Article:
I bought a copy of a CDROM (distributed by WillmannBell in Richmond, VA) with the new JPL ephemerides in September, and have spent the months since in offandon work on the CCRS program between other projects. All of the work has been done on CCRS under MSDOS, not on any of the incomplete CCRS for Windows projects. Along the way, the increased memory requirements of some of the changes made it impossible to run parts of CCRS under DOS 6.2 as installed on my Pentium system with a lot of memory used by drivers. (The mem command shows 483K for the largest executable program.) I had to switch to working in a DOS box under Windows 95, which gives more DOS memory (556K largest executable program).
The JPL ephemerides are in a fixed J2000 equatorial coordinate system, so the first step was to get XYZ values and do coordinate conversions and precession to get values in the ecliptic of date coordinates CCRS uses. The software that comes on the JPL ephemeris CDROM is FORTRAN source code, which I don’t have a compiler for. Fortunately, I found an online site with C versions, which I could work with. I made new outer planet disk ephemerides in CCRS format from the JPL DE 200, DE 405 and DE 406 values on the CDROM. Using those ephemerides, I proceeded with changes to CCRS program logic. To have a way of judging whether the changes I was making were improving the accuracy of my final answers, I manually compared a year’s outer planet (Jupiter, Saturn, Uranus, Neptune, Pluto) stations in CCRS timed hits against times from an ACS ephemeris. I also wrote a program to compare sets of 10 years’ outer planet aspect and station times from CCRS after each change to program logic.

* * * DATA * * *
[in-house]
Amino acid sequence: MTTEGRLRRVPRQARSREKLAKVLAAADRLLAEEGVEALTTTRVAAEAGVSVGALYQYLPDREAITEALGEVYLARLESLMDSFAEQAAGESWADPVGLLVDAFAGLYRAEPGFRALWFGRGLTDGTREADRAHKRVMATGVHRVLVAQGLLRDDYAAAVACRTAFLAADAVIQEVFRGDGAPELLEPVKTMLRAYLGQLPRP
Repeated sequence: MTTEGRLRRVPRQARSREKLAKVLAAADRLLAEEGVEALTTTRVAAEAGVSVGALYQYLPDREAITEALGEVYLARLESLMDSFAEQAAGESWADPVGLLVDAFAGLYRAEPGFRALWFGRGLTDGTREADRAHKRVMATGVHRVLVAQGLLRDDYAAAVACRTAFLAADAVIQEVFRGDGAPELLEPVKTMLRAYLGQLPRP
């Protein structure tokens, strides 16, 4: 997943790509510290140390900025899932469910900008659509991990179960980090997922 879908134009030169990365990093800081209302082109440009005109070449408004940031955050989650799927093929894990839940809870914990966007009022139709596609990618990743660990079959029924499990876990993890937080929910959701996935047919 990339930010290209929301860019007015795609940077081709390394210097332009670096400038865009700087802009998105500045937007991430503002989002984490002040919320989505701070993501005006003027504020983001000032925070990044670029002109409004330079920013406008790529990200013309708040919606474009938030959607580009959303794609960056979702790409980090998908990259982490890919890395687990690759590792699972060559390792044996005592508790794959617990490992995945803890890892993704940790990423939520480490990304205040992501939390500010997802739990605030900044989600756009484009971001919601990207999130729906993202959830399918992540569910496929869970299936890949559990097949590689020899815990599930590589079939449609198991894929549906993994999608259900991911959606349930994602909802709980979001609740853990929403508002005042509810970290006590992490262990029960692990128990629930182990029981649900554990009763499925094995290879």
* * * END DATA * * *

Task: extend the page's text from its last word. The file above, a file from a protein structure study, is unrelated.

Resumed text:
The first change was to make the final heliocentric and geocentric longitudes double precision. This had no noticeable effect on station times. Next I converted the disk ephemerides to double precision. This also had no noticeable effect on station times. Next I converted the 4point interpolation the program does to get station times from individual longitudes to 8 points. This substantially improved some, but not all, station times. Next I tried increasing the interpolation to 10 points with little effect. Next I increased the number of terms in my nutation formula. This had a large effect on the station times. Next I changed my nutation formula to one from a newer astronomical reference (the 1992 edition of the Explanatory Supplement), which again improved station times. Next I went through several cycles of adding more terms in the new nutation formula and changing more intermediate variables and functions to double precision. The changes to my nutation formula from my starting value to my last test made a difference of 8 minutes of time in some stations. Next I experimented with different storage intervals in my disk ephemerides, both single and double precision, to look for the best balance between accuracy and disk space. All these changes and experiments brought CCRS station times very close to ACS times when I used ephemerides made from DE 200 starting values (the basis of their ephemerides), but I still have differences. The October 1997 Neptune station improved from 78 minutes different from ACS with standard CCRS ’92 to 1 minute different. The worst difference remaining in 1997 is 5 minutes of time on a March 1997 Pluto station, down from 21 minutes initially.
A note on interpolations: CCRS uses an 8point central interpolation of values from disk ephemerides to get asteroid and outer planet X, Y and Z positions and velocities for any given date and time. The resulting XYZ values are used to get longitude, latitude and distance. CCRS timed hit times are calculated by a 4point central interpolation using longitudes calculated for 0 UT on 4 consecutive days. The changes described above changed the hit time interpolation for stations only to use longitudes from 6, 8 or 10 consecutive days. The disk ephemeris interpolation still uses 8 points, though it is now double precision instead of single.